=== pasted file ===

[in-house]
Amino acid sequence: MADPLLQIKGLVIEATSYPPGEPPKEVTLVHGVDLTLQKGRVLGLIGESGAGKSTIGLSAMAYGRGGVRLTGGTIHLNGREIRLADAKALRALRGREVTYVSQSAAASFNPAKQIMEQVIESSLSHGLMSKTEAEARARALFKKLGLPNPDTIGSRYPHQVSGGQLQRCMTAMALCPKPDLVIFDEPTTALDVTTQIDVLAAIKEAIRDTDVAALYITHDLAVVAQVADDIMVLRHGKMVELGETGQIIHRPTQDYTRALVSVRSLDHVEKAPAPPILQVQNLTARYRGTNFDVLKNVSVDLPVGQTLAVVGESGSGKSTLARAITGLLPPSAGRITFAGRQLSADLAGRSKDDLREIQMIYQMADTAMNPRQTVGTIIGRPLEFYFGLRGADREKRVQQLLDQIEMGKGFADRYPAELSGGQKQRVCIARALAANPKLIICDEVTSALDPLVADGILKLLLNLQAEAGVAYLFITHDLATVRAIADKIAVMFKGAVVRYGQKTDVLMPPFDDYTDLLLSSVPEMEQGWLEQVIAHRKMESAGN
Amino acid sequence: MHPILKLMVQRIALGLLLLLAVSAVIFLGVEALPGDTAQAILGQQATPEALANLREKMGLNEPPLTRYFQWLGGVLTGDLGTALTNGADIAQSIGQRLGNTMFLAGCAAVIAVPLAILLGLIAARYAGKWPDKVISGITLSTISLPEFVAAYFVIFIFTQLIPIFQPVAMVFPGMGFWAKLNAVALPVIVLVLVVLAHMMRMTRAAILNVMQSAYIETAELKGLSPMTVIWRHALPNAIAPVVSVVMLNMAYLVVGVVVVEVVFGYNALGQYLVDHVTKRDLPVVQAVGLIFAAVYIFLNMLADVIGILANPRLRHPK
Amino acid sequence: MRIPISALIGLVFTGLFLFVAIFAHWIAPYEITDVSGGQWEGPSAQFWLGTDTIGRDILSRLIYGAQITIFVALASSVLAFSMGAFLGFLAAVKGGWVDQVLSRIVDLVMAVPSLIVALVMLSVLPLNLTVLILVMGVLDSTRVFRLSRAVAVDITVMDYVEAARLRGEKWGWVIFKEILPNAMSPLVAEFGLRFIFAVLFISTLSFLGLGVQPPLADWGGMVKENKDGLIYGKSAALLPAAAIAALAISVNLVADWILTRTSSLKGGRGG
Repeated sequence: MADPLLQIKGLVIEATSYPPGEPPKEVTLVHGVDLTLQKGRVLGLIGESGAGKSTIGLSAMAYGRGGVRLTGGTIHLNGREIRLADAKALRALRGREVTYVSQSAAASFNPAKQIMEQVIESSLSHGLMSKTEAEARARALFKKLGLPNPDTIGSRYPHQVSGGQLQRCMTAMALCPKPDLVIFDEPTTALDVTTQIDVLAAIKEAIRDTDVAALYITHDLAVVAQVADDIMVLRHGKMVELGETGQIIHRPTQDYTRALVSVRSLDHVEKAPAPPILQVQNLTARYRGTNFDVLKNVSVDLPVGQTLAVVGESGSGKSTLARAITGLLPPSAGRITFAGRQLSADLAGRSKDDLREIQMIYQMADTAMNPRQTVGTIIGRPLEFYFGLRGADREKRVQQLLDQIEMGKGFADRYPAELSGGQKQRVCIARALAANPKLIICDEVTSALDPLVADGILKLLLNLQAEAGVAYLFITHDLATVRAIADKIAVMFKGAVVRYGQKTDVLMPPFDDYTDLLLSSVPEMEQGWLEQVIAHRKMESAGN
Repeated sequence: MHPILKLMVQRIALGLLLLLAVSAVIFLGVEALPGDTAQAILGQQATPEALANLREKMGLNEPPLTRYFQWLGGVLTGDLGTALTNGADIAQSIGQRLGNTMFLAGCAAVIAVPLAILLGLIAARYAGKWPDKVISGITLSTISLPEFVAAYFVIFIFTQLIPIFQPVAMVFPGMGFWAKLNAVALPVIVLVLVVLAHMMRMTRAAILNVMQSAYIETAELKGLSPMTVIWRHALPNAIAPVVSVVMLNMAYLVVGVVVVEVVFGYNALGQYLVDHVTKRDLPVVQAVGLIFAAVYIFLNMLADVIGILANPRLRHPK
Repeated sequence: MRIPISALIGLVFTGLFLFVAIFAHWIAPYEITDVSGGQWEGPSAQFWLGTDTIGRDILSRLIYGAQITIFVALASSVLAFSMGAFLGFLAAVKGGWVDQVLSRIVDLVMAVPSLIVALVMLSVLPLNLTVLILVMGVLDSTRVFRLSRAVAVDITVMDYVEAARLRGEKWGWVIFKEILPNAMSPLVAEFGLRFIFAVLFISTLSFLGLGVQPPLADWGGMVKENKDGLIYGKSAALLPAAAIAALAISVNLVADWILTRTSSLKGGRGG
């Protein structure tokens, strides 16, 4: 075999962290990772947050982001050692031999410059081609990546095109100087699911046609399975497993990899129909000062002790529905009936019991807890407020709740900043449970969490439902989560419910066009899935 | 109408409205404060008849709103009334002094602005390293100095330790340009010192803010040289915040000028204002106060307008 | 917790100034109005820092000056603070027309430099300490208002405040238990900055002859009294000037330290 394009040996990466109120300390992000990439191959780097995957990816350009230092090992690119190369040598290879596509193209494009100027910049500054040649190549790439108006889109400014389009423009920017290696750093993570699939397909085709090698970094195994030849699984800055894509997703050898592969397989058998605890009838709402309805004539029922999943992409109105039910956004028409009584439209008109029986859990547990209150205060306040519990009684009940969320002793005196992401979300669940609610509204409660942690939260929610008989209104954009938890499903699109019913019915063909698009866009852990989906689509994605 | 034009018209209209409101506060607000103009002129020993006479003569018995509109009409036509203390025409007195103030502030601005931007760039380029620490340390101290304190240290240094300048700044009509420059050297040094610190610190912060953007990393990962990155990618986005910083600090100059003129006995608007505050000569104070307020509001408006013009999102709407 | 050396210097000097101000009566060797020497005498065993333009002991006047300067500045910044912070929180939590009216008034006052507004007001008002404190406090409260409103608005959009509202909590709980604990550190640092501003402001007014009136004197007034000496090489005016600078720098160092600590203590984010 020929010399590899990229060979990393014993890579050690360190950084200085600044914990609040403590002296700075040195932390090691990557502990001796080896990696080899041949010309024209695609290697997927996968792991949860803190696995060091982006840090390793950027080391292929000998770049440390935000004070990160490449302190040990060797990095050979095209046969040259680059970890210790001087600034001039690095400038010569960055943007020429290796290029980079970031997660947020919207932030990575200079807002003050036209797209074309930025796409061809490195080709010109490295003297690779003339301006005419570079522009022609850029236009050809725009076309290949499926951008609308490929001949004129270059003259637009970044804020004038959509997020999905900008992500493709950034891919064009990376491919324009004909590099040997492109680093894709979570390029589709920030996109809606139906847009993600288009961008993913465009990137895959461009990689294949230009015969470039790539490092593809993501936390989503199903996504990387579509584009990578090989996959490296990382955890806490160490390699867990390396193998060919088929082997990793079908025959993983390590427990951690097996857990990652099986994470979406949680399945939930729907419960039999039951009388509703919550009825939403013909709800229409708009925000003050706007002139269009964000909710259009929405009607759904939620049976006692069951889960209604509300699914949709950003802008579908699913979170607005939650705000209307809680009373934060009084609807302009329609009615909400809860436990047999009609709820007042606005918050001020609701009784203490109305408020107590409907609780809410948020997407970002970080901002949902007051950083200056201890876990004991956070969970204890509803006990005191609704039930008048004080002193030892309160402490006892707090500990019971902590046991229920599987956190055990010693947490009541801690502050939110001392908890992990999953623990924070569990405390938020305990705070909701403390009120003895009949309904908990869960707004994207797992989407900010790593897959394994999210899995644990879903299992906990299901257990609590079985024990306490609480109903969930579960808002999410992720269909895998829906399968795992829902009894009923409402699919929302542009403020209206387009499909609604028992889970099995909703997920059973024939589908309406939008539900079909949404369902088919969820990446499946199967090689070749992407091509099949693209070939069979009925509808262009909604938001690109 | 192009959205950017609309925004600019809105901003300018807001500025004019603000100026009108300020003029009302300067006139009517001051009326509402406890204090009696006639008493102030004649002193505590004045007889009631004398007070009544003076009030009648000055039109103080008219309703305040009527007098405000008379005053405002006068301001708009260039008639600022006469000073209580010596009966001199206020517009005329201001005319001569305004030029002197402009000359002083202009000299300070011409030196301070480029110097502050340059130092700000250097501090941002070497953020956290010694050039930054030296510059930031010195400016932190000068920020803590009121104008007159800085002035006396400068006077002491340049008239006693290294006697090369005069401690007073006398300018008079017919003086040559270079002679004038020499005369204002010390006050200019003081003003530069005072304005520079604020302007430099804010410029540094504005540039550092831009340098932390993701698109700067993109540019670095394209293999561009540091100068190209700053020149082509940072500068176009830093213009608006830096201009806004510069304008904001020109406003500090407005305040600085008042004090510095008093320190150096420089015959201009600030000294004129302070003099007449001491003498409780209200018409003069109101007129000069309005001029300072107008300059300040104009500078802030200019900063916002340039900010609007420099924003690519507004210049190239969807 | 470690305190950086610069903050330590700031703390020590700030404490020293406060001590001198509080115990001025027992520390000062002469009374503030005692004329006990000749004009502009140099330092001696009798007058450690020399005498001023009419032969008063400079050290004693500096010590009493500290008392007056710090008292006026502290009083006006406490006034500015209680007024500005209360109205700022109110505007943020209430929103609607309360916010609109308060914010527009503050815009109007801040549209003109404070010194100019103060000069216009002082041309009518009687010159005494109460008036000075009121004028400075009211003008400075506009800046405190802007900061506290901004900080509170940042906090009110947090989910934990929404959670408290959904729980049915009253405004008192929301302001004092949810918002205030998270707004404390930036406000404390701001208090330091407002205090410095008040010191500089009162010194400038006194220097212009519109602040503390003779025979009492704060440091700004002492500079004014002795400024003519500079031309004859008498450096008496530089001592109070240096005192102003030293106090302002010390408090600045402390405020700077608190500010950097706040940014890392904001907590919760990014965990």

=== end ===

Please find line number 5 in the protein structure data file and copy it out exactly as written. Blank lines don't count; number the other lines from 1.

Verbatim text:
Repeated sequence: MADPLLQIKGLVIEATSYPPGEPPKEVTLVHGVDLTLQKGRVLGLIGESGAGKSTIGLSAMAYGRGGVRLTGGTIHLNGREIRLADAKALRALRGREVTYVSQSAAASFNPAKQIMEQVIESSLSHGLMSKTEAEARARALFKKLGLPNPDTIGSRYPHQVSGGQLQRCMTAMALCPKPDLVIFDEPTTALDVTTQIDVLAAIKEAIRDTDVAALYITHDLAVVAQVADDIMVLRHGKMVELGETGQIIHRPTQDYTRALVSVRSLDHVEKAPAPPILQVQNLTARYRGTNFDVLKNVSVDLPVGQTLAVVGESGSGKSTLARAITGLLPPSAGRITFAGRQLSADLAGRSKDDLREIQMIYQMADTAMNPRQTVGTIIGRPLEFYFGLRGADREKRVQQLLDQIEMGKGFADRYPAELSGGQKQRVCIARALAANPKLIICDEVTSALDPLVADGILKLLLNLQAEAGVAYLFITHDLATVRAIADKIAVMFKGAVVRYGQKTDVLMPPFDDYTDLLLSSVPEMEQGWLEQVIAHRKMESAGN